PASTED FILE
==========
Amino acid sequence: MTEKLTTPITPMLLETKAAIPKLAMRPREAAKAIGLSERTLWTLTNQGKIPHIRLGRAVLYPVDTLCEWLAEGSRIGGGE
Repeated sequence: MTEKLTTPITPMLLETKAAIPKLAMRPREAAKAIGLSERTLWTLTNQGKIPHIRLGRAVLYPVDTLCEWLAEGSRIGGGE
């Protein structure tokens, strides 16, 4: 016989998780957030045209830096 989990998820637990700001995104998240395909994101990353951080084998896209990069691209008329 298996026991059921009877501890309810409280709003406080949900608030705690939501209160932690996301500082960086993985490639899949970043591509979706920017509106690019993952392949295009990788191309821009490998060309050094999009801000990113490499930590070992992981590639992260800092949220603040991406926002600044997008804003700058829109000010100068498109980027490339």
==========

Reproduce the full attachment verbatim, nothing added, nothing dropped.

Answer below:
Amino acid sequence: MTEKLTTPITPMLLETKAAIPKLAMRPREAAKAIGLSERTLWTLTNQGKIPHIRLGRAVLYPVDTLCEWLAEGSRIGGGE
Repeated sequence: MTEKLTTPITPMLLETKAAIPKLAMRPREAAKAIGLSERTLWTLTNQGKIPHIRLGRAVLYPVDTLCEWLAEGSRIGGGE
């Protein structure tokens, strides 16, 4: 016989998780957030045209830096 989990998820637990700001995104998240395909994101990353951080084998896209990069691209008329 298996026991059921009877501890309810409280709003406080949900608030705690939501209160932690996301500082960086993985490639899949970043591509979706920017509106690019993952392949295009990788191309821009490998060309050094999009801000990113490499930590070992992981590639992260800092949220603040991406926002600044997008804003700058829109000010100068498109980027490339």